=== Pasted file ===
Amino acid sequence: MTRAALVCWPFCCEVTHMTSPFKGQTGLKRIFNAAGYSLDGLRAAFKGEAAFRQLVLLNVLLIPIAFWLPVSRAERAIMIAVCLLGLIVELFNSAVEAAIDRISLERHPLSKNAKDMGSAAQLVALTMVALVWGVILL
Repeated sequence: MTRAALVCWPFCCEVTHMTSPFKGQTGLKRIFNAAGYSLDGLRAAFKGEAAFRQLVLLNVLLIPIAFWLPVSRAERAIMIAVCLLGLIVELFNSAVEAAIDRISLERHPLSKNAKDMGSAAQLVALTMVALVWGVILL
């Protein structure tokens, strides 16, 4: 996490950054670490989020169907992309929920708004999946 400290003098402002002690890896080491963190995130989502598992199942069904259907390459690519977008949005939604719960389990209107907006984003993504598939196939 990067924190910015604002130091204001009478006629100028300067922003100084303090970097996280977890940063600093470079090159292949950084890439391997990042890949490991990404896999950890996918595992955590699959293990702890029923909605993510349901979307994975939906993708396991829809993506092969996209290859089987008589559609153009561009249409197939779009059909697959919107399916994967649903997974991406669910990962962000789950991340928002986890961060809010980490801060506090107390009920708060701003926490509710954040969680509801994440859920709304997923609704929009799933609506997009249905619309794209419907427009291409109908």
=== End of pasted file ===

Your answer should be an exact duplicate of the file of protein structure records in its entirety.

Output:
Amino acid sequence: MTRAALVCWPFCCEVTHMTSPFKGQTGLKRIFNAAGYSLDGLRAAFKGEAAFRQLVLLNVLLIPIAFWLPVSRAERAIMIAVCLLGLIVELFNSAVEAAIDRISLERHPLSKNAKDMGSAAQLVALTMVALVWGVILL
Repeated sequence: MTRAALVCWPFCCEVTHMTSPFKGQTGLKRIFNAAGYSLDGLRAAFKGEAAFRQLVLLNVLLIPIAFWLPVSRAERAIMIAVCLLGLIVELFNSAVEAAIDRISLERHPLSKNAKDMGSAAQLVALTMVALVWGVILL
């Protein structure tokens, strides 16, 4: 996490950054670490989020169907992309929920708004999946 400290003098402002002690890896080491963190995130989502598992199942069904259907390459690519977008949005939604719960389990209107907006984003993504598939196939 990067924190910015604002130091204001009478006629100028300067922003100084303090970097996280977890940063600093470079090159292949950084890439391997990042890949490991990404896999950890996918595992955590699959293990702890029923909605993510349901979307994975939906993708396991829809993506092969996209290859089987008589559609153009561009249409197939779009059909697959919107399916994967649903997974991406669910990962962000789950991340928002986890961060809010980490801060506090107390009920708060701003926490509710954040969680509801994440859920709304997923609704929009799933609506997009249905619309794209419907427009291409109908």